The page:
Barbara Rubin, the dialect coach on Chris Urch’s The Rolling Stone, has a consistent way to measure whether she’s doing her job effectively. “In whatever dialect I’m coaching actors to speak,” she told me the other day, “there is a need for clarity in how those actors say their first few lines. If they are understandable, the audience will get on board and the storytelling can proceed. And then I know I’ve done good work.”

Getting to that point can be an extensive process. Rubin, who grew up in South Africa before coming to the U.S. to work as an assistant director to the South African writer/director Athol Fugard, may watch films or television programs featuring people speaking the dialect called for in a play or musical. If she’s working on a dialect she doesn’t know instinctively or thoroughly – as was the case for the east African speech in The Rolling Stone – she will find a native speaker from the area. “I use that person to bounce things off – pronunciation, intonation – so that I’m not making guesses as to how something should sound.”

For The Rolling Stone, her resource person was someone who works with the United Nations. “He’s in Africa at the moment,” Rubin said, “so we would be on Skype or FaceTime at odd hours.”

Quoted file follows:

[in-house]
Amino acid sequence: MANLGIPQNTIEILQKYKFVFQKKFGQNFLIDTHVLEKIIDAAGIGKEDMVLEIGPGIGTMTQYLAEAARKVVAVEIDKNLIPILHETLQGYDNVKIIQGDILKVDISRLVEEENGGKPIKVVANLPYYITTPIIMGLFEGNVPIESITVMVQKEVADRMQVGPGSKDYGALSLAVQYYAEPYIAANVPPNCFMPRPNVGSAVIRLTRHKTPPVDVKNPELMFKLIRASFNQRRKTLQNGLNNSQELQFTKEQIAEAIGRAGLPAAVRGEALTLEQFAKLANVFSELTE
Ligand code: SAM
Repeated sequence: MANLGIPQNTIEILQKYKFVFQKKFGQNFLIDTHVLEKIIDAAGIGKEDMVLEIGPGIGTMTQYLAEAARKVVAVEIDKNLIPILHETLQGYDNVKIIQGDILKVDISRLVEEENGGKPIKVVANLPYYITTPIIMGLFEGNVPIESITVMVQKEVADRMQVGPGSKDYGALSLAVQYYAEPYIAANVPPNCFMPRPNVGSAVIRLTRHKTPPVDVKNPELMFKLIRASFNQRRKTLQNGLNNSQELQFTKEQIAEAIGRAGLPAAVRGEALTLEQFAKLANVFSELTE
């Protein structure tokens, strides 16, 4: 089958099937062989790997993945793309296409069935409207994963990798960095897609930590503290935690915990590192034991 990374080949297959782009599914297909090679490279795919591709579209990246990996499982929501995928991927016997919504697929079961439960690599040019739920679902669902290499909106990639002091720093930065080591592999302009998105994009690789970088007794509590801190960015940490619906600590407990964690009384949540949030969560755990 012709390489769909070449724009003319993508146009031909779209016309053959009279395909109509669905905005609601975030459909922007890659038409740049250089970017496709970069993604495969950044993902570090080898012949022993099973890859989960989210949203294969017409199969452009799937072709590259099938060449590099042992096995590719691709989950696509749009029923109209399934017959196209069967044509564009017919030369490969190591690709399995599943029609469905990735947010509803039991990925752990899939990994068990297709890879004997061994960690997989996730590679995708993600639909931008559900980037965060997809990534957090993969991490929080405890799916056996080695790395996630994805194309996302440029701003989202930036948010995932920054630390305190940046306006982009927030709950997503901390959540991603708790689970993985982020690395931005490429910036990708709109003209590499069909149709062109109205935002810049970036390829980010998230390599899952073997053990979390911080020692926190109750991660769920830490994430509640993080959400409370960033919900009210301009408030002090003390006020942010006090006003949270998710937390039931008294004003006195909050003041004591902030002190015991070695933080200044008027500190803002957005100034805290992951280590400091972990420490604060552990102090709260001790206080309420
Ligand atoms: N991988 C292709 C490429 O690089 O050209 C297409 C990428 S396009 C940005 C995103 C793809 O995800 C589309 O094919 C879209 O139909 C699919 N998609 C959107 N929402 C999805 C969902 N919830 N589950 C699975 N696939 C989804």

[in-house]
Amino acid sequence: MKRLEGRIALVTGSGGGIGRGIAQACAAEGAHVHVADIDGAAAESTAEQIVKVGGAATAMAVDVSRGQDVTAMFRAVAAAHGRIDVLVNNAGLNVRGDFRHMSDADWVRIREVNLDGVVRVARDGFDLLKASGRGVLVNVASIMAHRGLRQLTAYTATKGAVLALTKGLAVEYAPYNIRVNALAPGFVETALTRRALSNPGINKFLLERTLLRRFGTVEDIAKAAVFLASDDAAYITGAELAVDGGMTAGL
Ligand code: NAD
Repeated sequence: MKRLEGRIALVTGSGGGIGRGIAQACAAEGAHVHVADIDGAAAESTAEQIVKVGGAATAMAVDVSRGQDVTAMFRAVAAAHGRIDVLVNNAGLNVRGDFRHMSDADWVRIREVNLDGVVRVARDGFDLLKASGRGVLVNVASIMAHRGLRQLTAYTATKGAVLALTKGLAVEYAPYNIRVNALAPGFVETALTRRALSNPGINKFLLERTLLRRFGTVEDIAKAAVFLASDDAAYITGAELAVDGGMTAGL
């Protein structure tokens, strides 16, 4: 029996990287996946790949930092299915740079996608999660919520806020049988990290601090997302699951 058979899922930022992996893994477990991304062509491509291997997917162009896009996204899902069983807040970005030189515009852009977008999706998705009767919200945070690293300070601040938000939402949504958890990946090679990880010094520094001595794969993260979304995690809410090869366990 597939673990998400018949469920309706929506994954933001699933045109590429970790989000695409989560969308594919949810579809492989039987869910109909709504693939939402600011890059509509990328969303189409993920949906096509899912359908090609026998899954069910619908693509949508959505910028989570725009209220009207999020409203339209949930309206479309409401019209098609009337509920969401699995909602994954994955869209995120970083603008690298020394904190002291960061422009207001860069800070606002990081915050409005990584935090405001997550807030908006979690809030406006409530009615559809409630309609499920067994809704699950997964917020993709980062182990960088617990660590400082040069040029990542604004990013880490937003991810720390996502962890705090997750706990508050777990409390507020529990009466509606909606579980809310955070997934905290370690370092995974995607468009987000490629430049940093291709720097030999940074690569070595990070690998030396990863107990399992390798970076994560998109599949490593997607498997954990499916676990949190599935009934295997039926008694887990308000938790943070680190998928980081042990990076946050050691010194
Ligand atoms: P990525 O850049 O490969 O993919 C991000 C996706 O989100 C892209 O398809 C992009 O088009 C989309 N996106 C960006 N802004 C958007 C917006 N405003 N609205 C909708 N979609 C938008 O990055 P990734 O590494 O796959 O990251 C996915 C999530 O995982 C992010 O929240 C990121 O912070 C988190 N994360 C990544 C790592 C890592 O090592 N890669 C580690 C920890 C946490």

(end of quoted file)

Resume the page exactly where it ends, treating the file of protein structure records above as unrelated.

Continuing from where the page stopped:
Saheem Ali, the director of The Rolling Stone, was also a great help to Rubin. “Saheem grew up in east Africa – in Kenya – so his ear was already tuned in the direction of how the characters should speak.”

Rubin tailors her work to the actor. “Some actors like me to give them a lot of notes and recordings. Some actors like to do a lot of work on their own.” Whatever a performer’s method, Rubin aims to get that person confident in speech. “You don’t want an actor to be thinking too much about how their dialect is sounding. Then they can’t concentrate on emotion or telling the story.”

Getting actors to speak a clear approximation of a dialect is essential, but comprehensibility for the local audience cannot be sacrificed. “I remember when I worked with Athol Fugard on a production of his Blood Knot, for the opening of the Signature’s new building in New York in 2012,” Rubin said. “In the cast were two American actors who were worried that their South African speech would not be perfect. So on the opening day of rehearsal, Fugard said: ‘We are not making a documentary. It is important that the audience understands the play.’”

Rubin, who is on the faculty of The American Academy of Dramatic Arts and who coaches privately, had previously worked with two actors in The Rolling Stone: James Udom and Myra Lucretia Taylor. She praised them and the other four members of the ensemble. “They were a beautiful cast to work with. They have facility with learning dialect as well as for conveying all the rich drama of the play.” 

 

Brendan Lemon is the editor of lemonwade.com